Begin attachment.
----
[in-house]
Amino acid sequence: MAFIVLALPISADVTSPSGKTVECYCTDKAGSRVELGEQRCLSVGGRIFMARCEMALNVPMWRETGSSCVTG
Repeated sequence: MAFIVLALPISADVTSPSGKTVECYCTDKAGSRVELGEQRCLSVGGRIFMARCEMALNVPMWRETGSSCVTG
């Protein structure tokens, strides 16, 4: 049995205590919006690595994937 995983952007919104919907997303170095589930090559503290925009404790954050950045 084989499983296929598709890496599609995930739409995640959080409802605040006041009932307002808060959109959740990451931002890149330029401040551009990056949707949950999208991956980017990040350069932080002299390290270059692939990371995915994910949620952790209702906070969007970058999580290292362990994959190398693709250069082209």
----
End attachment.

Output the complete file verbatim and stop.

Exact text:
[in-house]
Amino acid sequence: MAFIVLALPISADVTSPSGKTVECYCTDKAGSRVELGEQRCLSVGGRIFMARCEMALNVPMWRETGSSCVTG
Repeated sequence: MAFIVLALPISADVTSPSGKTVECYCTDKAGSRVELGEQRCLSVGGRIFMARCEMALNVPMWRETGSSCVTG
């Protein structure tokens, strides 16, 4: 049995205590919006690595994937 995983952007919104919907997303170095589930090559503290925009404790954050950045 084989499983296929598709890496599609995930739409995640959080409802605040006041009932307002808060959109959740990451931002890149330029401040551009990056949707949950999208991956980017990040350069932080002299390290270059692939990371995915994910949620952790209702906070969007970058999580290292362990994959190398693709250069082209």